Fashioned for Motherhood: Brief But Pivotal

“And when she saw that he was a beautiful child, she hid him for three months.” (Exodus 11:23 NIV)

Every expectant mother has legitimate concerns about the condition of the world they are bringing their baby into. This was most certainly the case with Jochebed, the mother of Moses. A mother’s appropriate response to the weightiness of the world juxtaposed to the smallness of our infant remains unchanged: we press ahead in prayer and devotion.

We concluded last week: Jochebed bravely carried her baby to term. When Moses finally made his way into her arms, she secretly nurtured him for three months. Hebrews 11:13 tells us her faith in God was far greater than her fear of Pharaoh. Can you imagine trying to hide a newborn? Let alone putting him in a basket on the river when he had outgrown his concealment?

I have only had two babies myself. Not for a lack of attempts: my body simply did not cooperate with gestation. We conceived our son after a full year of effort, riding the waves of hormones and hopes dashed month after month. His was a difficult birth and I remember being grateful to have survived the trauma via modern medicine.

After our harrowing introduction, I treasured every moment with my son. I suspect Jochebed felt similarly about her Moses. Scripture assures us, she found him to be special from the very start.

My second child was equally treasured. We had crawled through two miscarriages in between. My high-risk obstetrician had already warned me: I may have already had my miracle baby, but she’d do her best to see me through a second live birth. 

That last pregnancy was my longest. mostly because I wouldn’t let myself hope until the very end, until I was sure that my arms would cradle the child inside. Could Jochebed relate to these feelings of maternal insecurity? Did she press on each day of her pregnancy in spite of her fears about the future?

When my daughter was finally with us, I could’t stop gazing at her in wonder. I could hardly believe she existed! Her birth was easy, my recovery uncomplicated. Suddenly I had this prodigious little person who had defeated all odds. I wound up marveling at motherhood with my last child as deeply as I had my first. I remained profoundly aware of the compounding miracles that made up my little girl. I’m just sure Jochebed reveled in every moment with her tiny Moses, too.

Friend, all of motherhood is brief. The quote, “The days are long but the years are short.” smarts with accuracy. In my experience, parenting begins as a blizzard of activity followed by deafening stillness. My twenty years raising children recently slid into the rearview mirror and I’m still adjusting to the quiet. It went fast. Jochebed’s days with her son must have moved by at lightspeed. She believed she only had months with her Moses. I’m quite certain she made them count.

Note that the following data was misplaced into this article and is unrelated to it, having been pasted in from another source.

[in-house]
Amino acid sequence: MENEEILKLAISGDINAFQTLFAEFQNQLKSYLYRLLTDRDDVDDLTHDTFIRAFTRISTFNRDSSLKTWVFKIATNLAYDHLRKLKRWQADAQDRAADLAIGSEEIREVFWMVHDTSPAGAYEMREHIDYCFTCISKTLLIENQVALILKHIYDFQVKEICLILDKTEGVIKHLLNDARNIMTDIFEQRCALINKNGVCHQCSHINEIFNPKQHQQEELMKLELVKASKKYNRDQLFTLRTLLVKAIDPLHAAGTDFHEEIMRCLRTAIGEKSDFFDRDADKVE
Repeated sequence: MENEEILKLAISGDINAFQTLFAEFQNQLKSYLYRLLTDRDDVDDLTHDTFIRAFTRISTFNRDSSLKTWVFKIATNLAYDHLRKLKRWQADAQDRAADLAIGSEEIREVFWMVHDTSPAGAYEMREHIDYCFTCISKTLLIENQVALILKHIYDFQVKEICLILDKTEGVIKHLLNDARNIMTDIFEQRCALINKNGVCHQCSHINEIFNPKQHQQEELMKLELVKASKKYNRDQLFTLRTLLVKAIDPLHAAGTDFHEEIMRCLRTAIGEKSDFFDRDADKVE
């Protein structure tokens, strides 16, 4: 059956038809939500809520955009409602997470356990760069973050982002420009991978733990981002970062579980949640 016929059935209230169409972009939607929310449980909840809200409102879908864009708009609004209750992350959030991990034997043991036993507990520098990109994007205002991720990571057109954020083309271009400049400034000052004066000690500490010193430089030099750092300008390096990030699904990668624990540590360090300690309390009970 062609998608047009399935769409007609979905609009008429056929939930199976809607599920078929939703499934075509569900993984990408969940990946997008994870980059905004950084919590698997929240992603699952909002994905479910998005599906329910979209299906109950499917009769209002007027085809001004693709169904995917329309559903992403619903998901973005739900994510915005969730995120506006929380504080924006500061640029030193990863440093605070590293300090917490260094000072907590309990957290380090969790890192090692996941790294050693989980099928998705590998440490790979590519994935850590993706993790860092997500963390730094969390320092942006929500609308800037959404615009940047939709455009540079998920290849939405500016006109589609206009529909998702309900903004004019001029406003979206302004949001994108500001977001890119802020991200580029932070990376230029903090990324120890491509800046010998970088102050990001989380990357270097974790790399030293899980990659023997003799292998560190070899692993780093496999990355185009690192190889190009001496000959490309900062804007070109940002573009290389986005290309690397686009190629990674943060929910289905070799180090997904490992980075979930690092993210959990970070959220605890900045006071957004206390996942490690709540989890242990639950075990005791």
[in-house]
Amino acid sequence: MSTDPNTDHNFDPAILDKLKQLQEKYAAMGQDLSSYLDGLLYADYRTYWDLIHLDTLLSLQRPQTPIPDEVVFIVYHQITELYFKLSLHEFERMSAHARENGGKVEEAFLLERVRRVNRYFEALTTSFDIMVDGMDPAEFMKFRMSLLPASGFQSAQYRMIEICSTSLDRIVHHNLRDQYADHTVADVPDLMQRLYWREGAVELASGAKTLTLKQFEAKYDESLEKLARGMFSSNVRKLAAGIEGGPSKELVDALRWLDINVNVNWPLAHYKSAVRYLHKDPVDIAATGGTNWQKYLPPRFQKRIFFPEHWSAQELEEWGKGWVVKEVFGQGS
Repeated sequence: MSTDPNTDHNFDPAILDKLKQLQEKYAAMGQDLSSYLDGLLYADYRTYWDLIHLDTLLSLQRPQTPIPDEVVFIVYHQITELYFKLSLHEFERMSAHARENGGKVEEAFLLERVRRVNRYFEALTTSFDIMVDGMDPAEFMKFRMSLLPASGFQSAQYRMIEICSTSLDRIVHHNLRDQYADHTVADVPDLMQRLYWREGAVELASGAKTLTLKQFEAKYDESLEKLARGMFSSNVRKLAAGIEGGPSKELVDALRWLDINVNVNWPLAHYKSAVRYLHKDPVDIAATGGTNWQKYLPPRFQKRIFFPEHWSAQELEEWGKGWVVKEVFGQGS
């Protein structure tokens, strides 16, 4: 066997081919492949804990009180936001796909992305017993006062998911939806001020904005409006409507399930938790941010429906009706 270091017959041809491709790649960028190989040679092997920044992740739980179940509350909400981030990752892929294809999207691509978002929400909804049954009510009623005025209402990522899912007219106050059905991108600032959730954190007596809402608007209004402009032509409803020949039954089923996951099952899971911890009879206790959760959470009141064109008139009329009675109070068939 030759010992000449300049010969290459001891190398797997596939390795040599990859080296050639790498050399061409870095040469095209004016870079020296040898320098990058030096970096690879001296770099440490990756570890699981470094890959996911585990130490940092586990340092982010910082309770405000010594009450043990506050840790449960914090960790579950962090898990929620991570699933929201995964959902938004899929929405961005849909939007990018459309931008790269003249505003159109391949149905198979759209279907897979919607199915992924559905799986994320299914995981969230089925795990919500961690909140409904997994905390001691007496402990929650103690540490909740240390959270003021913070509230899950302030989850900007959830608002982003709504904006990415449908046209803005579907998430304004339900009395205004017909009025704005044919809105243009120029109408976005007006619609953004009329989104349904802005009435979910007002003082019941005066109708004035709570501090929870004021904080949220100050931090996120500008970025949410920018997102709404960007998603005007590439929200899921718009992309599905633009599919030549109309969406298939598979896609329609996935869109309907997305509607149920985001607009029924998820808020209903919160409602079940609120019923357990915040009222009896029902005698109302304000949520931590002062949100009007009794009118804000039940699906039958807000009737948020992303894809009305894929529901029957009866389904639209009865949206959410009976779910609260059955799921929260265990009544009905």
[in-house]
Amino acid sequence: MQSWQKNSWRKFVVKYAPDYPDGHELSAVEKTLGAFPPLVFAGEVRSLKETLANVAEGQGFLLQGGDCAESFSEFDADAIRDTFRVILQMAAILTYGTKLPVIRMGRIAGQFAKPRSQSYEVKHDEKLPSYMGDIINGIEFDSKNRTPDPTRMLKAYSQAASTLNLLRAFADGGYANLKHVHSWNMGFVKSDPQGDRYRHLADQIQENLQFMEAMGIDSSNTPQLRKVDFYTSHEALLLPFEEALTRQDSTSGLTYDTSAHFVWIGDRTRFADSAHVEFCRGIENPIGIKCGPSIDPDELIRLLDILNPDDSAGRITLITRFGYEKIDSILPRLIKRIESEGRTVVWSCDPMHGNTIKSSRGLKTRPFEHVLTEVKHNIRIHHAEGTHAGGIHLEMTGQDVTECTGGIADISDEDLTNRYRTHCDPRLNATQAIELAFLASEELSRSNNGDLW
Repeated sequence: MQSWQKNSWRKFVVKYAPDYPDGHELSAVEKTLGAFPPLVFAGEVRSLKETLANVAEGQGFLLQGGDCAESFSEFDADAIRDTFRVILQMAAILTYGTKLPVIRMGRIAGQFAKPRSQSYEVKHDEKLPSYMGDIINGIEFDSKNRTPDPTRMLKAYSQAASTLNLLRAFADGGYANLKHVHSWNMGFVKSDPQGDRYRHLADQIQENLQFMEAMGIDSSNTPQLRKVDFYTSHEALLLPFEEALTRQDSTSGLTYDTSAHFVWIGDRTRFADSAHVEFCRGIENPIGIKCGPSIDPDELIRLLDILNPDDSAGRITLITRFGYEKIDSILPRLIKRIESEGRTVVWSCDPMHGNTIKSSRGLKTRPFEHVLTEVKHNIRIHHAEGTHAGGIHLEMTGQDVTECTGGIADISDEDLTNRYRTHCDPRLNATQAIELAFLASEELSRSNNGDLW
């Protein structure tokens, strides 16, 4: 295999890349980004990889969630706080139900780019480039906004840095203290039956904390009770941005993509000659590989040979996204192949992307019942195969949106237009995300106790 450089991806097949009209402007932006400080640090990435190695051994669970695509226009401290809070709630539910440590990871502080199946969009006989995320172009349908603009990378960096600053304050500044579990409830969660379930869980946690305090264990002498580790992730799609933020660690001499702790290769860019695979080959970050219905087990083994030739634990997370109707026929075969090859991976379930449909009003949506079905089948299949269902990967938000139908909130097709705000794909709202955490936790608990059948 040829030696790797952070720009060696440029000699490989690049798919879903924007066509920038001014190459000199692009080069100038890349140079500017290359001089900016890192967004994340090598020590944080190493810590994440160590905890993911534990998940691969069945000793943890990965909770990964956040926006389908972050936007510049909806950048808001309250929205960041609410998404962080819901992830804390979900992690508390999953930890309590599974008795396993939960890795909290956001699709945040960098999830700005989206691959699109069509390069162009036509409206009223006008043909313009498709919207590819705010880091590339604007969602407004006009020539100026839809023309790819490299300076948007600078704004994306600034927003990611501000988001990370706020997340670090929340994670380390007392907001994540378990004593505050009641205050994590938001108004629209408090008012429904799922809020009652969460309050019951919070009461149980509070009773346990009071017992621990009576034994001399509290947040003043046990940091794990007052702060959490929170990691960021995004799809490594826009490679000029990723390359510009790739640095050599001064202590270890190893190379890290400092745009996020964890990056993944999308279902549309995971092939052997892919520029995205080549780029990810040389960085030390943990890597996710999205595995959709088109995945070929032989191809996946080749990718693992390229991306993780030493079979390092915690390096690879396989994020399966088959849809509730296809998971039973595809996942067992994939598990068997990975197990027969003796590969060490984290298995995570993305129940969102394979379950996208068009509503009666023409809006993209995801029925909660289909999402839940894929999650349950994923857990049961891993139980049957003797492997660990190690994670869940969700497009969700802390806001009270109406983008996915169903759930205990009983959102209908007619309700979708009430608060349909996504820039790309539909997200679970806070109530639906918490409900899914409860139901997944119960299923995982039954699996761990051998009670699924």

However brief our mothering opportunity may be, it’s important that we make the most of it. I imagine Jochebed invested those first three months with Moses to her chest in prayer and devotion. She nurtured her son and along with it, her hope for his future. We all have dreams for our children. Did her circumstances discourage her from dreaming or press her all the more into prayer?

A mother’s love is a essential investment in a child’s personhood. Psychologists are still coming to terms with the significance of a maternal figure. My father lost his mother to the polio epidemic when he was only four. His mother left a birthday party in an ambulance and lived out her last hours in an iron lung. For the remainder of his days, my dad nursed his wound of being motherless. When my own son was four months old, I was overtaken with the enormitude of my affection for him. I called my dad in tears to ensure him: “Your mother adored you. She poured her whole heart in for all four years she had with you. You are loved!”

Jochebed must have attempted to cram lifetime of loving into her few short months with her son. They were brief but pivotal hours and days. Our opportunity to mother is much the same. The sand still slips through the hourglass at a reckless rate. We hope for eighteen years or more, but we never know what life might hold.

We spend our limited time wisely when we invest ourselves in devotion and prayer. Somehow, in Kingdom economics, prayer empowers purer devotion, and purer devotion inspires still more prayer.

We cannot afford to forget: our mothering moments matter – no matter how brief they may be.  Sleepy petitions over our baby’s downy head ultimately make a difference in their destiny. Jesus told us clearly: God honors the prayers of persistent women.

“And will not God bring about justice for His chosen ones, who cry out to Him day and night?” (Luke 18:7 NIV)

Devotion and prayer are the most powerful investment we can make in our children. The Lord alone knows who they might become, but He graciously invites us into His process for a finite season. We harness our opportunity when we spend the bulk of our mothering efforts on devotion and prayer. 

Lord, we thank You for the miracle of motherhood. Today we marvel over the mysteries that happen in the secret place and Your invitation to participate through parenthood. May we mother well. May our moments with our babies bring out the best in us. May we invest our energies in devotion and prayer. We want to steward these days and hours well, even if they are brief. We do our part and we look to You as we entrust them to the waters beyond our care. Amen.

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